In "Meta Math!" Greg Chaitin gives a sketch of a proof of the infinitude of primes based on complexity arguments.

Here I want to give a fuller version of that proof.

The gist of his proof is that if there were only a finite number of primes then as each number can be written as a product of primes (we don't require the uniqueness of the prime factorisation for this just that at least one exists), for some sufficiently large $\displaystyle N$ there are insufficient primes products $\displaystyle \le N$ to provide one for each of the $\displaystyle N$ distinct number in need of one.

Now suppose there are but a finite number of primes $\displaystyle p_1, .. , p_M$. Then as every number from $\displaystyle 1$ to $\displaystyle N$ has a prime factorisation we may write for any $\displaystyle n \in \{1..N\}$:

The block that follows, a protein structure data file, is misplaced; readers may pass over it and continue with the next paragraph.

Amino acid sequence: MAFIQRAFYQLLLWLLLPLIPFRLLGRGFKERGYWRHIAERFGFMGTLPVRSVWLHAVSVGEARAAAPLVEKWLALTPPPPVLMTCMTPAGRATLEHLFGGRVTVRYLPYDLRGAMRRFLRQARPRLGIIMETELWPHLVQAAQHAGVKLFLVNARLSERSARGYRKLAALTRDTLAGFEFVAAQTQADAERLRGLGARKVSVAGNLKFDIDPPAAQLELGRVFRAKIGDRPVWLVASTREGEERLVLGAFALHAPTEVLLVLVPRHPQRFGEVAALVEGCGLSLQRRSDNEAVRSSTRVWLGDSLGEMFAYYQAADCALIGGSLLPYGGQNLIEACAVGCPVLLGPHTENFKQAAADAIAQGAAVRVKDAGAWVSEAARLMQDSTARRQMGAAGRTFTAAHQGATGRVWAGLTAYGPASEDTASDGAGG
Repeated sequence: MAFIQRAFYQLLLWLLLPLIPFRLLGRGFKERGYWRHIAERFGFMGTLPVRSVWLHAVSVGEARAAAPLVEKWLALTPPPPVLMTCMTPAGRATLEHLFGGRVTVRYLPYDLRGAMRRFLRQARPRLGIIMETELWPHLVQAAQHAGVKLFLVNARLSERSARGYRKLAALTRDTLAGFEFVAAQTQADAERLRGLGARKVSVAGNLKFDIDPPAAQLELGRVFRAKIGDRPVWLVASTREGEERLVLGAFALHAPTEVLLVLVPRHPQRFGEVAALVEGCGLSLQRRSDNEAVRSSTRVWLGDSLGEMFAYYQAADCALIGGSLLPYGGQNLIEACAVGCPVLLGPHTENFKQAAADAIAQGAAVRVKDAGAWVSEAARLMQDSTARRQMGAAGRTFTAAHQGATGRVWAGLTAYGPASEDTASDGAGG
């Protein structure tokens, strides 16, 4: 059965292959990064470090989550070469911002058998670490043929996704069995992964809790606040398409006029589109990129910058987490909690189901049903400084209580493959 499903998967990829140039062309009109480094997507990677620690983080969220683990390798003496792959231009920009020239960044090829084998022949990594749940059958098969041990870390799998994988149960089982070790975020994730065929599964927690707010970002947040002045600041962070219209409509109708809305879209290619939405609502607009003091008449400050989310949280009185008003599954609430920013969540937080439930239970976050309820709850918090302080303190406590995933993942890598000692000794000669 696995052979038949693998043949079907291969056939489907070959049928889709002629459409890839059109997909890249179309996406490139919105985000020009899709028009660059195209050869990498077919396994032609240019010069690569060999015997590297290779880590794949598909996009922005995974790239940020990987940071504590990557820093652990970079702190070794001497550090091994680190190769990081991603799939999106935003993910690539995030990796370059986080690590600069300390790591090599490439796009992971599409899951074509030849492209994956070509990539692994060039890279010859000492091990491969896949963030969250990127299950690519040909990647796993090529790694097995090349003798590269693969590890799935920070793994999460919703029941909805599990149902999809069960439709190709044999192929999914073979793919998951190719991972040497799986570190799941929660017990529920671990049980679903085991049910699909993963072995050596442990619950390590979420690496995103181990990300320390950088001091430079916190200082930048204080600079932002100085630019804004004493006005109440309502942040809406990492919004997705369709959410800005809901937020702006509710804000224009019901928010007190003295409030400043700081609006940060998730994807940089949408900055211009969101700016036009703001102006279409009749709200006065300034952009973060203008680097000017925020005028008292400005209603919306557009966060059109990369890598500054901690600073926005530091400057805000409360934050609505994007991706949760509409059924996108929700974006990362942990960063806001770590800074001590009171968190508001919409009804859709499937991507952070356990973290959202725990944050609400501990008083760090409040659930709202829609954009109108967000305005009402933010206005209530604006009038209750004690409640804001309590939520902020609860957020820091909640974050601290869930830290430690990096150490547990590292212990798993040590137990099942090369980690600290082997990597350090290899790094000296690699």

$\displaystyle n = p_1^{k_1}\,p_2^{k_2} .. p_M^{k_M}$.

where $\displaystyle 0 \le k_i \le \log_{p_i}(N)$.

Now there are $\displaystyle N$ possibilities for $\displaystyle n$, but $\displaystyle \le \prod_{i=1,..M} \log(N)/ \log(p_i)$ different prime products less than equal to $\displaystyle N$. So we have:

$\displaystyle N \le \log(N) \prod_{i=1..M} 1/\log(p_i) = K \log(N)$

But as $\displaystyle \lim_{N \to \infty} N/\log(N) = \infty$, this last inequality is for sufficiently large $\displaystyle N$ a contradiction, so there cannot be but a finite number of primes.

RonL - There appears to be something wrong with our b****y LaTeX today Chatfield